Enjoy a ride on the Harle along the promenade from Carolinensiel to Harlesiel, spring is fast approaching, something like this could be the advertising slogan for the holiday resorts of Carolinensiel – Harlesiel.
A few days ago we had the opportunity to take a walk along the Harle and also visit the museum harbour with the numerous flat-bottomed ships. Despite the storm and the still winter cold, an experience that brought us closer to the history of Harlebucht with its storm surges and the land reclamation that followed through dykes.
From a very early date, the Harle was of great importance for freight traffic and as a waterway to the coastal ports that were then located on Harle Bay. Through a branch of the Harle, it was possible to sail to today's market square in Wittmund, which is hardly imaginable today. It was similar in Jever, where the battle is intended to commemorate the former port location, which was accessible via the Hookstief. So it was obvious to use these waterways for passenger transport as well. In order to do justice to this, in 1853 the mayor of Carolinensieler, P.J. Fimmen and the grain dealer W. Feßner founded the corporation "Carolinensieler-Wittmunder-Dampfschifffahrts-Gesellschaft". The 80 shares, each worth 30 reichsthalers of gold, were sold quickly and passenger traffic could begin on the Harle, as there were hardly any paved roads.
The paddle steamer Concordia begins its service
“Everyone is interested in it, of course one is pretty much certain that the shares will not be profitable, but the circumstance worries at most one or the other shareholder who had to subscribe to a few shares on an honorary basis. The public is of the opinion that the steamship will in any case be for their amusement and convenience and that at most the shareholders can be harmed by it, which is out of the question, however, because they all have to lose 5 or 10 Pistols will easily get over".
Despite the bad expectations, the paddle steamer Concordia (= Eintracht) was built by the Elsner brothers' shipyard in Koblenz in 1854 and reached Carolinensiel on September 23, 1854. With a length of 13.32 m and a width of 2.20 m, she could transport 30 passengers, the captain, the engineer and a sailor with a full load of coal.
The Concordia I begins its passenger journeys
In order to pass the low bridges at Alt- and Neufunnixsiel, a passenger deck was dispensed with and cabin superstructures were arranged in the fore and aft ship. A trip to Wittmund, 15 km away, was possible at 6 km/h and took about 2.5 hours.
However, the use of the Concordia I did not last long. As early as 1856 their inefficiency was determined. Too few used the iron paddle steamer and shipping traffic had to be completely stopped when it was freezing. In addition, a country road was built between Wittmund and Carolinensiel, which was preferred by the passengers.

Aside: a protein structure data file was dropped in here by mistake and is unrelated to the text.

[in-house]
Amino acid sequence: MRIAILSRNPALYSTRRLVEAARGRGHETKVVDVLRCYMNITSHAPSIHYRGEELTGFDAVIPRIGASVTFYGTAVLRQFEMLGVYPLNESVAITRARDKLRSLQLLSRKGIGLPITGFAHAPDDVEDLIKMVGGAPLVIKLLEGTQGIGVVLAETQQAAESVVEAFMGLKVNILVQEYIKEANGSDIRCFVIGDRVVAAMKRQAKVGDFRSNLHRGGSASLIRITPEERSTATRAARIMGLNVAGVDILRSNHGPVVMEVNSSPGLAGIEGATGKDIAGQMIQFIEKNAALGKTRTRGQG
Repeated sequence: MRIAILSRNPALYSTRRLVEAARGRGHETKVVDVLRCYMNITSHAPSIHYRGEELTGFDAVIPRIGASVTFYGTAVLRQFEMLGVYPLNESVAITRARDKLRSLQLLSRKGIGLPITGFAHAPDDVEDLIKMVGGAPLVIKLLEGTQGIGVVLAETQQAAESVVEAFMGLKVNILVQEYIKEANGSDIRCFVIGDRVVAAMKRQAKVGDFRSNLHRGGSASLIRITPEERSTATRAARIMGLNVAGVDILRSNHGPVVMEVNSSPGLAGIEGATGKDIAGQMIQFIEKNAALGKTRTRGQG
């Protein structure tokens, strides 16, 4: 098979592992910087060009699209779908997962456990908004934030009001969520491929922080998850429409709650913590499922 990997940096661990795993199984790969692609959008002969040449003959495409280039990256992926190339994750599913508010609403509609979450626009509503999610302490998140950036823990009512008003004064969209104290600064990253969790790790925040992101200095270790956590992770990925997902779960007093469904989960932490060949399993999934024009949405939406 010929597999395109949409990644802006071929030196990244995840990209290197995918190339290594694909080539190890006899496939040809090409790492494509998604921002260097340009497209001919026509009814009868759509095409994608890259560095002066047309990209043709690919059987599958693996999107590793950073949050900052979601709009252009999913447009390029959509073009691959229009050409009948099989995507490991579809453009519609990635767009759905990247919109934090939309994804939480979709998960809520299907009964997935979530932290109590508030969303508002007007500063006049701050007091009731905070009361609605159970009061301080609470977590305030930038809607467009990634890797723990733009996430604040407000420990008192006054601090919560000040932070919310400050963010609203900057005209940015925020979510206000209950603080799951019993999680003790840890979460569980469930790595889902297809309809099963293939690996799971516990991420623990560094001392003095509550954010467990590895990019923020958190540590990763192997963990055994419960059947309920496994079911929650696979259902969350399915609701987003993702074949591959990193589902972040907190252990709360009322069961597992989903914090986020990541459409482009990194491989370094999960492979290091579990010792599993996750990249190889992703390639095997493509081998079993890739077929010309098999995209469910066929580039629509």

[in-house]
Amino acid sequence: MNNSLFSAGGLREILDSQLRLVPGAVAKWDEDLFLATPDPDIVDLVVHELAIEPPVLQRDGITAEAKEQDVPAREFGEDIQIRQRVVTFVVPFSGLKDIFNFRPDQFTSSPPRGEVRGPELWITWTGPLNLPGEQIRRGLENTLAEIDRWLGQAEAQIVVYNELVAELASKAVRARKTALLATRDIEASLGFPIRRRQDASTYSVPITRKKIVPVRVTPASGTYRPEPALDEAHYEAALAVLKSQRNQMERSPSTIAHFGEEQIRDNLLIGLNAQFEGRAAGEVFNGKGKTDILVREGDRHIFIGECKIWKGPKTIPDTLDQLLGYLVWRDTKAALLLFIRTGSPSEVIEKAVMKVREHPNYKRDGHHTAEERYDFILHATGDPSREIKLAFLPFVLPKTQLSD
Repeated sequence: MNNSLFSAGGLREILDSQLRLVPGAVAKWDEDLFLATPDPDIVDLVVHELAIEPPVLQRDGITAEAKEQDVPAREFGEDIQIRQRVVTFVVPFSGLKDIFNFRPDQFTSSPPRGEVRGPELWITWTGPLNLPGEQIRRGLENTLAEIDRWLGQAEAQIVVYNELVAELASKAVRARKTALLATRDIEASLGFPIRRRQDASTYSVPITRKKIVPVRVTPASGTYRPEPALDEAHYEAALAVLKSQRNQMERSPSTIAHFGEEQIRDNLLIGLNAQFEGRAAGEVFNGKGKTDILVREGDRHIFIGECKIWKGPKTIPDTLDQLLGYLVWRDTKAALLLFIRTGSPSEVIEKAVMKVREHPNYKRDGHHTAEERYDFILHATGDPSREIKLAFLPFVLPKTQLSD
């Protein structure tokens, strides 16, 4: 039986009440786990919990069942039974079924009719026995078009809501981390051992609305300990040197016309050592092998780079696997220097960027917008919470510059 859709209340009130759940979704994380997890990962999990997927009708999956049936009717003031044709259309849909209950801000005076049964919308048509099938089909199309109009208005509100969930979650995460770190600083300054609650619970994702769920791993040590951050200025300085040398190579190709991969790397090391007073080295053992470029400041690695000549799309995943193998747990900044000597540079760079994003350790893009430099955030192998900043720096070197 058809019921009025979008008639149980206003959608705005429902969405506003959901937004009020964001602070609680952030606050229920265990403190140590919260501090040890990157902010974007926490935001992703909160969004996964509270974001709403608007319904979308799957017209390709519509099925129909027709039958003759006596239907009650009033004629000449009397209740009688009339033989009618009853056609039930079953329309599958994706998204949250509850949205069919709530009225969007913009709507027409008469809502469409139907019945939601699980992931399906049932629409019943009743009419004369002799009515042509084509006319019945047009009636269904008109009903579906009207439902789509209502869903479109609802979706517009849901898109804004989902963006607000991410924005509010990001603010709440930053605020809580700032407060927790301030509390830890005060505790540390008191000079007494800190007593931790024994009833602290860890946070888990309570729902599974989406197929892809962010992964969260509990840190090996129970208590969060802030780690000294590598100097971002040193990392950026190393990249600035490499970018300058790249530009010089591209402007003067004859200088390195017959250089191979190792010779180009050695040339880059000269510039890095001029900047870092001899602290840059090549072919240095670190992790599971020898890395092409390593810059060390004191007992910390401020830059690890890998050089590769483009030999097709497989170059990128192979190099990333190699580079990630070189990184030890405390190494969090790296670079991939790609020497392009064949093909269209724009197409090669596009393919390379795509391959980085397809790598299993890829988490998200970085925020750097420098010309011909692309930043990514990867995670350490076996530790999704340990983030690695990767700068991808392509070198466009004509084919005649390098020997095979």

The Concordia lay unused in Wittmund harbour for a good year until it was finally sold in 1858/1859. To this day, however, it is not known who bought the paddle steamer.
Reederei Albrecht builds the Concordia II
Our paddle steamer is the largest in East Friesland and probably the smallest in the world. Inge and Dieter Albrecht built the Concordia II on their own in their family business, the Albrecht shipping company, based on the model of the Concordia I. Despite the short era of the predecessor, some documents survived, which Albrechts based their new calculations and construction plans on. Albrechts and her staff built everything themselves, right down to the red paddle wheels with a diameter of three meters.
After seven months it was ready: the new paddle steamer Concordia II. The side paddle steamer is equipped with a diesel engine, a main engine with constant revolutions and a hydraulic system with two engines, which allows the Concordia II to rotate its paddle wheels in opposite directions.
It would do a maximum of 12 km/h at 60 revolutions per minute. However, the 75 kilowatts of the machine are not fully utilized. Of course, the paddle wheels could also manage to move the paddle steamer on their own. In April 2000, a long-cherished dream finally came true: the newly built paddle steamer Concordia II was launched for the first time. There is room for 100 passengers in the plush saloon and on the upper deck of the paddle steamer, which is now used exclusively as a barge. At the end of the 2000 season, the Harle was already carrying 55,000 passengers.
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